Tuesday, November 20, 2012



In the wrong hands, the blues can become too much of a cliché, but in the right hands, the artist is able to tap into something elemental.

The latter is the case with Johnny Sansone's The Lord Is Waiting And The Devil Is Too-the album’s themes demonstrate his understanding of the world's dark side and the eternal struggle to find the light of salvation. The ten tracks provide a raw look at life near the crossroads, where the choices one makes shape the future for a long time to come.

Sansone teams up with Anders Osborne (producer, guitar, background vocals and other instruments including cowbell, which there probably needs to be more of) and drummer Stanton Moore, compiling ten stripped down and disturbing songs that initially seem too dark and primal for casual listening, but if you stick with it, the album’s songs paint pictures of characters who are at once fragile and strong and how circumstances make them do desperate things.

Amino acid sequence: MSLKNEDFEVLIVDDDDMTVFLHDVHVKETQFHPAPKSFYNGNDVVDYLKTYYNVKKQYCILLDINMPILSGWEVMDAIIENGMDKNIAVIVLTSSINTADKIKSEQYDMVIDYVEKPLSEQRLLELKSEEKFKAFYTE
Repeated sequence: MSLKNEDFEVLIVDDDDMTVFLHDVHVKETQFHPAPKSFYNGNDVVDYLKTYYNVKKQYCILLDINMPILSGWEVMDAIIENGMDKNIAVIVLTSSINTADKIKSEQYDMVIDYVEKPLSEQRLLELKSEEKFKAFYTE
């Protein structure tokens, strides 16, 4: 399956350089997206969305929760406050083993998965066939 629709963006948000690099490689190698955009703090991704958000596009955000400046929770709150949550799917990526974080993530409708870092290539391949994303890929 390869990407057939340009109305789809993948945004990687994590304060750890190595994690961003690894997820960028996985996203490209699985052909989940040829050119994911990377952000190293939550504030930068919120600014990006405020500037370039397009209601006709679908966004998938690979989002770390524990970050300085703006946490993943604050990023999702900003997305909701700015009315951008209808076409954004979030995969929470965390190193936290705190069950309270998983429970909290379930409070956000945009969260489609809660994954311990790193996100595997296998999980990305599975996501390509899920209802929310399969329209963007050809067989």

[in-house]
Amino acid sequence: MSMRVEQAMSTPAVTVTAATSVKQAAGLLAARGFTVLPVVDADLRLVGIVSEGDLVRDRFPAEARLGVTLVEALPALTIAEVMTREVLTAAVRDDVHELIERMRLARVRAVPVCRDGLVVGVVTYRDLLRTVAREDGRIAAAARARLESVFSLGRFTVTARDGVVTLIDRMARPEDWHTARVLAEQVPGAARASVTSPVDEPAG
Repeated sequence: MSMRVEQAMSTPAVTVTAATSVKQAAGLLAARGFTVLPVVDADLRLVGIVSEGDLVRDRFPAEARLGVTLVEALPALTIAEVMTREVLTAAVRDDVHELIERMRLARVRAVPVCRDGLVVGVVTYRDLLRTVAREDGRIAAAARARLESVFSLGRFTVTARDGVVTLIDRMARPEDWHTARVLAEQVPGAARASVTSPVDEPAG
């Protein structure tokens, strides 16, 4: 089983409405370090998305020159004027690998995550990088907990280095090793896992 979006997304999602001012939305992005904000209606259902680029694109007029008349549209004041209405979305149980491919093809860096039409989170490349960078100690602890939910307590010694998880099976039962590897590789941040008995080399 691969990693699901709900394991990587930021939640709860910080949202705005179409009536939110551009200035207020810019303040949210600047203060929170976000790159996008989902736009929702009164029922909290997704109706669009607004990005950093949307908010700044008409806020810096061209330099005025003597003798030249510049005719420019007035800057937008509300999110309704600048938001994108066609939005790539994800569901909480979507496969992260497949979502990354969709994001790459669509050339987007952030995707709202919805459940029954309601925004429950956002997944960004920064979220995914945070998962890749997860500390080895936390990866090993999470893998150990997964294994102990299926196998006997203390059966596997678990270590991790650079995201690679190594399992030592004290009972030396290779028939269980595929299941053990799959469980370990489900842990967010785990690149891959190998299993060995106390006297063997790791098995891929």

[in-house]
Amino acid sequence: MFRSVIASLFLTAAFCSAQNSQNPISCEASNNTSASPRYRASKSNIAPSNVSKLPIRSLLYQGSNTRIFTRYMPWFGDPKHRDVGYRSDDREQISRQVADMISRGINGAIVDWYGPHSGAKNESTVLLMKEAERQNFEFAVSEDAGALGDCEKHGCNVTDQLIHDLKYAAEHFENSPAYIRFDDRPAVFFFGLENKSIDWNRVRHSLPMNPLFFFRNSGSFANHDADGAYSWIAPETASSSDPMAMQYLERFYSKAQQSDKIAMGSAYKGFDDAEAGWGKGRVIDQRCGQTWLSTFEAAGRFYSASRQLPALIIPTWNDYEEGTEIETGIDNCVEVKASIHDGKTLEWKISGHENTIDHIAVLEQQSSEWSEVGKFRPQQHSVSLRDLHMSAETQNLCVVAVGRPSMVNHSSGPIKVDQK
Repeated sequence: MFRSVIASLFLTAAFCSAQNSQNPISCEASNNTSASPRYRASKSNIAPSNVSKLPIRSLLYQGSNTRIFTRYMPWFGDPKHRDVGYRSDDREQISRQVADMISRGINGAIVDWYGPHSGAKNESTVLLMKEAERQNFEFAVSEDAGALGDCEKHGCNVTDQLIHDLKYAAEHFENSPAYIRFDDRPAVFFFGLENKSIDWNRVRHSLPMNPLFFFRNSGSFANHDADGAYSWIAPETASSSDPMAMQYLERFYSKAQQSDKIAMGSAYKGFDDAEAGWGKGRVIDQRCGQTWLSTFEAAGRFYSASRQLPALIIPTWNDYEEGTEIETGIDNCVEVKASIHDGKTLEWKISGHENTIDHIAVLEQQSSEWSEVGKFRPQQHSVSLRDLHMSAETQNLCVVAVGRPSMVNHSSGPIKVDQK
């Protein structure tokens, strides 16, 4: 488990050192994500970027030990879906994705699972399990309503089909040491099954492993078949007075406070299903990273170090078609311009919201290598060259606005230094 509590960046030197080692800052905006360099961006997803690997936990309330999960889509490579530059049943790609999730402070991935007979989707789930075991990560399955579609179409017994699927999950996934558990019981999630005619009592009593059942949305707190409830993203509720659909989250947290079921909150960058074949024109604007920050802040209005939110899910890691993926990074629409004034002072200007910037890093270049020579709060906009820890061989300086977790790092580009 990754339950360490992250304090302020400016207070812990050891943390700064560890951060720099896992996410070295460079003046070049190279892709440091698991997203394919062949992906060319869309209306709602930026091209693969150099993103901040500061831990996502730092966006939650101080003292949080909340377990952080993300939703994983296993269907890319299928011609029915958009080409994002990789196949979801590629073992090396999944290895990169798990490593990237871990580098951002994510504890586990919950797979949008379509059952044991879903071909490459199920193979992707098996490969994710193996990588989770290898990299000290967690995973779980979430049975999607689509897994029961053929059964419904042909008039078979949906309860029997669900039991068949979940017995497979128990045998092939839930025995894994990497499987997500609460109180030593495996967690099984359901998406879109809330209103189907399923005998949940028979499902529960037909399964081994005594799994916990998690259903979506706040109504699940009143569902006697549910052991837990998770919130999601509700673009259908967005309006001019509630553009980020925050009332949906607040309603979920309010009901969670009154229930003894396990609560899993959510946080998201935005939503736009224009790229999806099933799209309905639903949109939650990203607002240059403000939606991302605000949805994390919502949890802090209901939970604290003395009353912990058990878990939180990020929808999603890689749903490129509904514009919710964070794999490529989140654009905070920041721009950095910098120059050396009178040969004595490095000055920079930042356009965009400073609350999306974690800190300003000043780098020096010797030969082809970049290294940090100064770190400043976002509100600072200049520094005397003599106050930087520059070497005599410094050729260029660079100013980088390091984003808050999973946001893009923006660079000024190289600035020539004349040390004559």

Musically, the album goes from a raucous New Orleans romp to slow-cooked blues, with Osborne’s production creating space for Sansone’s growl and harmonica, foregoing a bass guitar, resulting in lean and hard arrangements.
The mix showcases Sansone’s excellent harp playing skills, equally adept at both diatonic and chromatic and willing to get dirty with them when appropriate. The harp rips and shreds when it takes center stage-on one instrumental (“Corn Whiskey”), his harp has the aggression of a bare knuckle punch, at times feeling like a frenzied guitar feedback solo, at others literally criying the blues.
The lyrics set the album’s tone, with bleak imagery and undertones of menace-it is probably for the best that Sansone get this stuff out of his system, and we all get the benefit of his exorcism.

This is blues-influenced roots-rock at its finest, and sadly the record seemed to come and go without getting its due.

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